Apple M2 Pro and M2 Max silicon detailed, will power new MacBook Pro and Mini models
Apple’s new silicon promises lightning speeds and better power efficiency.
Apple has unveiled two new chipsets in its M2 silicon series.
The M2 Pro and M2 Max will first be utilised in new MacBook Pro and Mac Mini models, also announced today. They each build on the power of the standard M2 SoC (system on chip) to deliver greater performance and power efficiency.
The M2 Pro combines up to a 12-core CPU with up to 19-core graphics. It also has 32GB of fast unified memory. The M2 Max expands that even further, with up to 38-core graphics capabilities, and 96GB of unified memory.
There are custom technologies included too, with a 16-core neural engine on both, plus Apple’s media engine.
According to Apple, the M2 Pro is capable of running heavy process features in apps like Adobe Photoshop up to 80 per cent faster than the Intel Core i9 used in former MacBook Pro models, 40 per cent faster than the M1 Pro MacBook Pro.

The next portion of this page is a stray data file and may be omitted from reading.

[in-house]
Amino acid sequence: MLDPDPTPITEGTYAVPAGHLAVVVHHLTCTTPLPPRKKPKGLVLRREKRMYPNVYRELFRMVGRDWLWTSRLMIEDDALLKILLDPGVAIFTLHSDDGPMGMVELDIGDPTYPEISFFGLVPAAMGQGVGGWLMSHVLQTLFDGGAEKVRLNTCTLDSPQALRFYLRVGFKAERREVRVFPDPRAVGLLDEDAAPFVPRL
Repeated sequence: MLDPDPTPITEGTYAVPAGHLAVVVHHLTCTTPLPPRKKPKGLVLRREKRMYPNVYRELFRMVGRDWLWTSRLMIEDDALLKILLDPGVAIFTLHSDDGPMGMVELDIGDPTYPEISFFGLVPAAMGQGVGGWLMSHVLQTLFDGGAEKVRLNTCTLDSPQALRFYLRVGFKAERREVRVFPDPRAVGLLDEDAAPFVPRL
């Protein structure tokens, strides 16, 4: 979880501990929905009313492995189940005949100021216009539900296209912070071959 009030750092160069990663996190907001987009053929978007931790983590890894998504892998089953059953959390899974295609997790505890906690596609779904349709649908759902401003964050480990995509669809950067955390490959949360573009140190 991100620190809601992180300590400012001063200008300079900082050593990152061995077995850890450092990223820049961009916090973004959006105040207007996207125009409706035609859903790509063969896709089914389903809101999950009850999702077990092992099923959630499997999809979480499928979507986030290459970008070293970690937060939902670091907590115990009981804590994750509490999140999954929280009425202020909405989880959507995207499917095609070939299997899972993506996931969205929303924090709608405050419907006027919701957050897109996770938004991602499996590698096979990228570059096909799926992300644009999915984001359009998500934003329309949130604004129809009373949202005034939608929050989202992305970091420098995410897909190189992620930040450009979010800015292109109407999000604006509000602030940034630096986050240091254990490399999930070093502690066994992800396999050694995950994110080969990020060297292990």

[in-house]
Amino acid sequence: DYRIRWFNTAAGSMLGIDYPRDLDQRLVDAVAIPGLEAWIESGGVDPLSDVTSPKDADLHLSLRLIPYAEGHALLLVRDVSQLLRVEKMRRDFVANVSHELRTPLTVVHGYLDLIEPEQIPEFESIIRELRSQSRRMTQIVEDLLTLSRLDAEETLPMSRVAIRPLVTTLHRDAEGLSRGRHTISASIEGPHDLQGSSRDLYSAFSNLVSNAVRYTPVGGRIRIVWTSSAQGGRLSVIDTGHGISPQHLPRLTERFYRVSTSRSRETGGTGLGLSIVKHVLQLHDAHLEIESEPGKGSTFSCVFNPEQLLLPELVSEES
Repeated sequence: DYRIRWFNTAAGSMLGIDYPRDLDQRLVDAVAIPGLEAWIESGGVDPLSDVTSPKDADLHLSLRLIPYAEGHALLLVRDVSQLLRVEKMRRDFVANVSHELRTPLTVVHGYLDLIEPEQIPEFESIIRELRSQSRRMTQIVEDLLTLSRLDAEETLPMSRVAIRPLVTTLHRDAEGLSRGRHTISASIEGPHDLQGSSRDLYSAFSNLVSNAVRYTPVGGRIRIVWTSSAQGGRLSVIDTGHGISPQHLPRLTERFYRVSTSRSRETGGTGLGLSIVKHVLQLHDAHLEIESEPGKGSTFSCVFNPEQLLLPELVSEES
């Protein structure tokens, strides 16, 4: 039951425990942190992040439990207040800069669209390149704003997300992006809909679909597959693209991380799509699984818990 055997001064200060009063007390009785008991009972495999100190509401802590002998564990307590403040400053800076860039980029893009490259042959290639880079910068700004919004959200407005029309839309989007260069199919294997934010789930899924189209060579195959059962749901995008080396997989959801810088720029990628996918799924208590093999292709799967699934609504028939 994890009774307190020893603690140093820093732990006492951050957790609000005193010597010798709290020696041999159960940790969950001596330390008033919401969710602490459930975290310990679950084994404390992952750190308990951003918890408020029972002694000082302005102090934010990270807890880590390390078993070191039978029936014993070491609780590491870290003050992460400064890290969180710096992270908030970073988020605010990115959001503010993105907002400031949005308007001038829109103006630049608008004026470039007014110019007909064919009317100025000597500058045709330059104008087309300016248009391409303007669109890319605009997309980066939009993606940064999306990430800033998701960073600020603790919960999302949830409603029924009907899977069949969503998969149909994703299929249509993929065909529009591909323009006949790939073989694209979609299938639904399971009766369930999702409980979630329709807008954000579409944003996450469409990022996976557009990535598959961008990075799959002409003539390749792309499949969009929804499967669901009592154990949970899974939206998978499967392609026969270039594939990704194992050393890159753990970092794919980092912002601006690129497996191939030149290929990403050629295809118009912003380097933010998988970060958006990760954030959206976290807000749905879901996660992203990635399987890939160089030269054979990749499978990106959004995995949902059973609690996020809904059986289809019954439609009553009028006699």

It can be configured with either a 10- or 12-core CPU which each consist of four high-efficiency cores and the rest being high-performance.
The 19-core GPU (in the highest spec variant) has three more cores than the M1 Pro SoC. Graphics run 30 per cent faster in comparison, claims the company.
The M2 Max chipset is on another level. It has 10 billion more transistors than its predecessor (now at 67 billion) and has double the memory bandwidth of the M2 Pro (at 400GB/s). Its CPU is the same as its new stablemate, but the GPU is capable of even greater speeds – up to 30 per cent faster than the M1 Max. It is, Apple claims, the “world’s most powerful and efficient chip for a pro laptop”.
The first products to feature the M2 Pro and Max chips are the new Mac Mini and 14- and 16-inch MacBook Pro devices.
The Mac Mini can be configured up to M2 Pro, while customers interested in the new MacBooks can choose options including either SoC.
All the new Mac models are available to order now for a shipping date from 24 January 2023.
The post Apple M2 Pro and M2 Max silicon detailed first appeared on www.pocket-lint.com